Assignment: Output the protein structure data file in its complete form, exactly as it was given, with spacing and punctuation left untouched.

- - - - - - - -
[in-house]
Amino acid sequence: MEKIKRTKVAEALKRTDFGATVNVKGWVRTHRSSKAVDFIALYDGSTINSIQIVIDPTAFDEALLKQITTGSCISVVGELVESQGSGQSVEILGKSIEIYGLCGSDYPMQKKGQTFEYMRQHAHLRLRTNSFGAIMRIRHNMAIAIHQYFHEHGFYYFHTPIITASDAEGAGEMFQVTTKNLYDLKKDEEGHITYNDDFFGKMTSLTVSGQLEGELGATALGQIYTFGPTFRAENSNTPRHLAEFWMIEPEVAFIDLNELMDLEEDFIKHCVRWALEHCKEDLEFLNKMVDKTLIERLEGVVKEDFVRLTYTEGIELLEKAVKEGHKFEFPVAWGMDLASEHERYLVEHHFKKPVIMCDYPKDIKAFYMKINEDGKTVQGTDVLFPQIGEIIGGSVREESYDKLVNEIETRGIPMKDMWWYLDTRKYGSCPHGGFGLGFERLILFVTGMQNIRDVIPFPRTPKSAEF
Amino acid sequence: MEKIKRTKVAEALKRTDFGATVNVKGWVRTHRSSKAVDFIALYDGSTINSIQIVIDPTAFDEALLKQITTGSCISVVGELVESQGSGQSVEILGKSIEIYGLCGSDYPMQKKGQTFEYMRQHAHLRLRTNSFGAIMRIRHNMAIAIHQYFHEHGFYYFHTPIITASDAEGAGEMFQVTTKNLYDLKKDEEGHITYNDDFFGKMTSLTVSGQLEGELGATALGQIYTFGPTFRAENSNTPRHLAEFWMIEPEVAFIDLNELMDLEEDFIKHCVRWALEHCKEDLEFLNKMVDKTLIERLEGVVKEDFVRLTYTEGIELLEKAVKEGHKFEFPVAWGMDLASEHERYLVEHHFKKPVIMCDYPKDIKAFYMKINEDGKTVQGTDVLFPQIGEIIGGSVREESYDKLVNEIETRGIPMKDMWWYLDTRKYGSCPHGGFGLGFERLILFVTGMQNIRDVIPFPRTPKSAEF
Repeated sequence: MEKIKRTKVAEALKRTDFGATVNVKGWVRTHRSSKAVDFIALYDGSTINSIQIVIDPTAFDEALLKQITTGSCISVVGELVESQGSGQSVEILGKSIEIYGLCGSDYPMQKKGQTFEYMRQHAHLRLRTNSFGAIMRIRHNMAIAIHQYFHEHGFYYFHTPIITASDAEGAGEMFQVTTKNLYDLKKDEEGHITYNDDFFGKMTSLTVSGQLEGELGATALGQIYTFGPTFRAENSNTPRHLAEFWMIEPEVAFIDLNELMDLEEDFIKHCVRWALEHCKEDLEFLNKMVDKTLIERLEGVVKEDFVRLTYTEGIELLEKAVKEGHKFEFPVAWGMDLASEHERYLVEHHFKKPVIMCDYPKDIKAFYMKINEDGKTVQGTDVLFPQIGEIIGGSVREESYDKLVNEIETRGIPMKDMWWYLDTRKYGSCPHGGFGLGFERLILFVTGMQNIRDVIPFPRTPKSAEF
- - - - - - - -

[in-house]
Amino acid sequence: MEKIKRTKVAEALKRTDFGATVNVKGWVRTHRSSKAVDFIALYDGSTINSIQIVIDPTAFDEALLKQITTGSCISVVGELVESQGSGQSVEILGKSIEIYGLCGSDYPMQKKGQTFEYMRQHAHLRLRTNSFGAIMRIRHNMAIAIHQYFHEHGFYYFHTPIITASDAEGAGEMFQVTTKNLYDLKKDEEGHITYNDDFFGKMTSLTVSGQLEGELGATALGQIYTFGPTFRAENSNTPRHLAEFWMIEPEVAFIDLNELMDLEEDFIKHCVRWALEHCKEDLEFLNKMVDKTLIERLEGVVKEDFVRLTYTEGIELLEKAVKEGHKFEFPVAWGMDLASEHERYLVEHHFKKPVIMCDYPKDIKAFYMKINEDGKTVQGTDVLFPQIGEIIGGSVREESYDKLVNEIETRGIPMKDMWWYLDTRKYGSCPHGGFGLGFERLILFVTGMQNIRDVIPFPRTPKSAEF
Amino acid sequence: MEKIKRTKVAEALKRTDFGATVNVKGWVRTHRSSKAVDFIALYDGSTINSIQIVIDPTAFDEALLKQITTGSCISVVGELVESQGSGQSVEILGKSIEIYGLCGSDYPMQKKGQTFEYMRQHAHLRLRTNSFGAIMRIRHNMAIAIHQYFHEHGFYYFHTPIITASDAEGAGEMFQVTTKNLYDLKKDEEGHITYNDDFFGKMTSLTVSGQLEGELGATALGQIYTFGPTFRAENSNTPRHLAEFWMIEPEVAFIDLNELMDLEEDFIKHCVRWALEHCKEDLEFLNKMVDKTLIERLEGVVKEDFVRLTYTEGIELLEKAVKEGHKFEFPVAWGMDLASEHERYLVEHHFKKPVIMCDYPKDIKAFYMKINEDGKTVQGTDVLFPQIGEIIGGSVREESYDKLVNEIETRGIPMKDMWWYLDTRKYGSCPHGGFGLGFERLILFVTGMQNIRDVIPFPRTPKSAEF
Repeated sequence: MEKIKRTKVAEALKRTDFGATVNVKGWVRTHRSSKAVDFIALYDGSTINSIQIVIDPTAFDEALLKQITTGSCISVVGELVESQGSGQSVEILGKSIEIYGLCGSDYPMQKKGQTFEYMRQHAHLRLRTNSFGAIMRIRHNMAIAIHQYFHEHGFYYFHTPIITASDAEGAGEMFQVTTKNLYDLKKDEEGHITYNDDFFGKMTSLTVSGQLEGELGATALGQIYTFGPTFRAENSNTPRHLAEFWMIEPEVAFIDLNELMDLEEDFIKHCVRWALEHCKEDLEFLNKMVDKTLIERLEGVVKEDFVRLTYTEGIELLEKAVKEGHKFEFPVAWGMDLASEHERYLVEHHFKKPVIMCDYPKDIKAFYMKINEDGKTVQGTDVLFPQIGEIIGGSVREESYDKLVNEIETRGIPMKDMWWYLDTRKYGSCPHGGFGLGFERLILFVTGMQNIRDVIPFPRTPKSAEF